Tesla to Open LFP Battery Plant in US with CATL Equipment: Report

Tesla Inc. is set to bolster its battery production in Nevada with a new facility in Sparks, NV, incorporating unused equipment sourced from China’s Contemporary Amperex Technology Co. Ltd. (CATL) to produce lithium iron phosphate (LFP) batteries, insider sources told Bloomberg News. Under this arrangement, Tesla will acquire machinery from CATL, ensuring full control and covering 100% of the costs for the facility. According to Bloomberg’s report, CATL personnel will play a minimal role, assisting in the equipment setup.

The plant’s primary focus will be producing cells for Tesla’s large-battery Megapack product. This move aligns with Tesla’s broader strategy to localize the supply chain for lithium-iron-phosphate cells in the United States.

This strategic decision comes at a time of increased scrutiny by US lawmakers and the Biden administration concerning technology collaborations with China, especially in battery production. Tesla’s approach, with CATL having limited involvement, may help mitigate concerns about US companies’ reliance on Chinese partnerships.

While Tesla and CATL have yet to respond to requests for comment, Tesla has already expressed its intention to double capacity at an existing battery factory in Lathrop, CA. This expansion aligns with CEO Elon Musk’s recent statement that Tesla’s energy-storage operations will outpace its electric car business growth this year, particularly with the Megapack serving utility purposes.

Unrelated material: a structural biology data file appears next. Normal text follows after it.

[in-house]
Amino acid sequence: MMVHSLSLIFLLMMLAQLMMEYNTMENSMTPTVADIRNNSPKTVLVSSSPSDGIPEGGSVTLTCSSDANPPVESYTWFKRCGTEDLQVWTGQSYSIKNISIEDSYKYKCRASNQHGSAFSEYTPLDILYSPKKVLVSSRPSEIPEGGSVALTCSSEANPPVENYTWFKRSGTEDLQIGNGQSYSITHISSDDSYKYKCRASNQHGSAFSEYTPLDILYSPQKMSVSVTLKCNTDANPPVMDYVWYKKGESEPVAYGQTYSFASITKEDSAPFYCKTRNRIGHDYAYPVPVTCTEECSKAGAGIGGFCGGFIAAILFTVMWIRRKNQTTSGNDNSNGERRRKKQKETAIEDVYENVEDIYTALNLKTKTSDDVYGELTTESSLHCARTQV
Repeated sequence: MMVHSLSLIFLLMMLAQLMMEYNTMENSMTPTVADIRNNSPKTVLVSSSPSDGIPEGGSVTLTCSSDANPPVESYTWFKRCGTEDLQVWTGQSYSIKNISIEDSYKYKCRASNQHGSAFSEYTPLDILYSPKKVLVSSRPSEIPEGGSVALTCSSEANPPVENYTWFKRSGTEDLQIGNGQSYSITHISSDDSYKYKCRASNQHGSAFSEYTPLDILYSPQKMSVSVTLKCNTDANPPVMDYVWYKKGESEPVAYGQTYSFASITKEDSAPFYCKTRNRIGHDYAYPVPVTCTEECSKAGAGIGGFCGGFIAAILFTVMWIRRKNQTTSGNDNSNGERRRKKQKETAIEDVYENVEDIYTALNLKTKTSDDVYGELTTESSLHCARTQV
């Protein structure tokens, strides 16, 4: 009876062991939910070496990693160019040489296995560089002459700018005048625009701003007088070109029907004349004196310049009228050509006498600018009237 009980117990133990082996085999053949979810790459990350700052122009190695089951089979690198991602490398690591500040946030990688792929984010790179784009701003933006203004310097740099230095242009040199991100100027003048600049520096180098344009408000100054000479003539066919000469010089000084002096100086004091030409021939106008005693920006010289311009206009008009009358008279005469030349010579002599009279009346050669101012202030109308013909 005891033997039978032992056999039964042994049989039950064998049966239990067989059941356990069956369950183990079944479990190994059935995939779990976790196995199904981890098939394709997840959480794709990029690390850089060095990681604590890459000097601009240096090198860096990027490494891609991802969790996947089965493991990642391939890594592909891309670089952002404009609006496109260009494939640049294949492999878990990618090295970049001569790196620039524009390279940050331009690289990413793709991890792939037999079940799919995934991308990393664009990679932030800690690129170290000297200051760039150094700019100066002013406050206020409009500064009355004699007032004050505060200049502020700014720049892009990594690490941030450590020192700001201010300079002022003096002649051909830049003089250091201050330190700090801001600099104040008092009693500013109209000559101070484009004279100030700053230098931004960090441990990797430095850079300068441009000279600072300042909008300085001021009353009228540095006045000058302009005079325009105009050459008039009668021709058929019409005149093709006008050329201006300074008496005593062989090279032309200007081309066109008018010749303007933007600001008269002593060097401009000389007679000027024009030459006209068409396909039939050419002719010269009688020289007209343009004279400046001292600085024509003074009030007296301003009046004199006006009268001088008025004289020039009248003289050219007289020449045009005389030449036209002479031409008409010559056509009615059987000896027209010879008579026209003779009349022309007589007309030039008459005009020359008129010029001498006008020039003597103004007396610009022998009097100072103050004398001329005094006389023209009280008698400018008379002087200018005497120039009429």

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CATL specializes in LFP batteries known for their cost-effectiveness and stability. Unlike CATL’s collaboration with Ford Motor Co., where technology licensing for battery production in Michigan is part of the deal, Tesla’s arrangement avoids potential scrutiny regarding foreign influence. Tesla’s Megapack product already utilizes CATL cells, and the new facility will follow the same battery design.

Bloomberg estimates the plant will have a limited output of around 10GWh, with expansion plans contingent on successful project implementation and supply chain establishment. The facility is expected to become operational by 2025 and could eventually contribute up to 20% of Tesla’s regional battery production, including the Lathrop location.